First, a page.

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The Pagosa Arts & Culture Project is building a web-based directory of all the creative people and businesses in the community. By creating this website, it will make these MAKERS easier to find in online search engines and help share the wealth of innovative and talented individuals that call our small town home.
This sort of database is called “cultural mapping” and is being done by communities around the country in order to realize and recognize the value of their creative assets.
The Pagosa Arts & Culture Project is establishing the groundwork for continued collaboration and cooperation and promotional efforts of the combined community. The goal of the project is to establish a solid foundation of cultural and creative individuals and businesses, to create a viable plan for promoting these assets and to promote the Pagosa area as a worthy place of residence for creative people, a productive place for creative business ventures and a desirable destination for arts tourism.
At present, the PACP is also planning an event for fall 2013. The event, the MAKERS Expo and Tour, is set for Oct. 12-13.
To register and be listed in the database, go to http://pagosaacp.org/Register.html.
In order to highlight the MAKERS in Pagosa, the PACP will profile its members, giving readers of The PREVIEW a sense of the depth and breadth of the creative community.
This week’s MAKER is Joseph Gilbert.
Q: Tell us a little about who you are, where you were born, educated, your family, growing up and how you came to be doing your creative work?
JG: My name is Joseph Gilbert. I was born in Arvada, Colo., in 1951. I am a third generation Coloradan. I have a degree in zoology from the University of Colorado at Denver. I come from a family of eight kids – four girls and four boys. I have lived in Pagosa Springs since 1980. I had a friend who invited me to help him start a small sawmill out near Chimney Rock, just past Keyah Grande. He agreed to pay me, at least partially, in fresh, winter cut logs so that I could build, by hand, a log house. The epitome of youthful naivete. I never left Pagosa. Too broke.
I am married to Christina Knoell, and have three daughters: Genevieve, 27 years old, Olivia 11, and little Lili who is 9. Call me Mister Lucky.
I started playing the guitar when I was 12 years old. I had several years of piano lessons so I knew how to read music. I bought the very first Rolling Stones album and was hooked.
Q: Describe the objects you make or the creative work you do.
JG: I am an improvising musician in that I try to create music spontaneously, based upon an initial trellis of chords and/or notes. No song is ever played the same. Each note or chord is here and just as quickly gone. One day, when I was about 7 years old, I was listening to an Erroll Garner album. He was a very popular jazz pianist, and my older sister, Mary, told me that he was “making up the music” as he played it and that kind of music was “improvised.” From that day forward, I was utterly enchanted by that notion.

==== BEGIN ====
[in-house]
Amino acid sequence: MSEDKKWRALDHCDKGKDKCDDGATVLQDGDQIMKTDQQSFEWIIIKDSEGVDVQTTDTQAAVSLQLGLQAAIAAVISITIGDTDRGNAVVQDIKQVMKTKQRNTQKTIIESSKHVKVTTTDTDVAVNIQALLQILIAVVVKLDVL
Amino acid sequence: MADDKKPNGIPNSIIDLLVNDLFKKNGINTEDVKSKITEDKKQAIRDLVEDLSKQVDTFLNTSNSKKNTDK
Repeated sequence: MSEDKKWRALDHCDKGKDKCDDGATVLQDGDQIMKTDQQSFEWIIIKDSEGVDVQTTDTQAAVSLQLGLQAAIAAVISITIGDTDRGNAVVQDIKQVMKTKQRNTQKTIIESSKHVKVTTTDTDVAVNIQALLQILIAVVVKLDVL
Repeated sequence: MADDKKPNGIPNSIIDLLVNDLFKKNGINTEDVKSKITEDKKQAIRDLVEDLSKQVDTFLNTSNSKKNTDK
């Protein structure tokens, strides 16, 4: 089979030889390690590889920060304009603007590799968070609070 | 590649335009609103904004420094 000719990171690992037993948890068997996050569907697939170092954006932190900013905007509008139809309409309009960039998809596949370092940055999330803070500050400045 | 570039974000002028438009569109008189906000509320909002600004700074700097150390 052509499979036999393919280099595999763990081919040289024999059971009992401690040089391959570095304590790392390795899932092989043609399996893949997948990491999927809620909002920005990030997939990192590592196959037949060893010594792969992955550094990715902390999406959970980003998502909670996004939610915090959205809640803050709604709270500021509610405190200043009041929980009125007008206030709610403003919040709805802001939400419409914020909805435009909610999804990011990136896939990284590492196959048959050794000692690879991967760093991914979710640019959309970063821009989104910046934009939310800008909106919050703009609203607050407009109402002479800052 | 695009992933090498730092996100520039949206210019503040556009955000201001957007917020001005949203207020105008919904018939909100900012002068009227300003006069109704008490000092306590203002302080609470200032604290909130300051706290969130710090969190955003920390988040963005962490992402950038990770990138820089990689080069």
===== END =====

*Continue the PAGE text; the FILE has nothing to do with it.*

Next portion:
Q: What is your favorite tool or material used in making your work? Why?
JG: I play one of two different guitars — both are hollow bodied electric guitars. I use one of three older, tube-style amplifiers.
I play standard American popular songs from the jazz canon, but I also lean heavily on the American blues form. I also love more freely improvised forms of jazz.
Q: Do you have a regular routine or schedule?
JG: I really try to practice between one to three hours a day, but generally if I can get a solid, productive hour in, I’m happy!
Q: What’s the best advice anyone has ever given you?
JG: Man, I’ve gotten some great advice along the way but the best artistic advice has been to be yourself and don’t try to copy anyone unless it is to learn something. If you are not yourself, what’s the point to any of this life? I mean this applies to every aspect of our existence. Why copy someone else!
Q: When you’re not making art, what is your favorite thing to do in Pagosa country?
JG: Other than playing my guitar my favorite activity is sticking with my kids and staying close to home. My wife and I have created and built a nice little crib for ourselves — a big garden, an owner-built greenhouse, nice and quiet. But I have to get out of here to even like it here. It can be a little too provincial at times. Not too many jazz venues. We need more.
Q: What are your goals for the coming year?
JG: My goals for the coming year are to keep practicing, and to play more in public and get paid for it.
Q: What is your dream project?
JG: My dream project would be to play in an ensemble setting with some other musicians who I can develop an ongoing musical conversation with, in a setting where everyone is really pushed to give their best and the sounds are divine!
To learn more about Joseph Gilbert visit his Facebook page, Joe Gilbert, Maker of Things, Player of Music.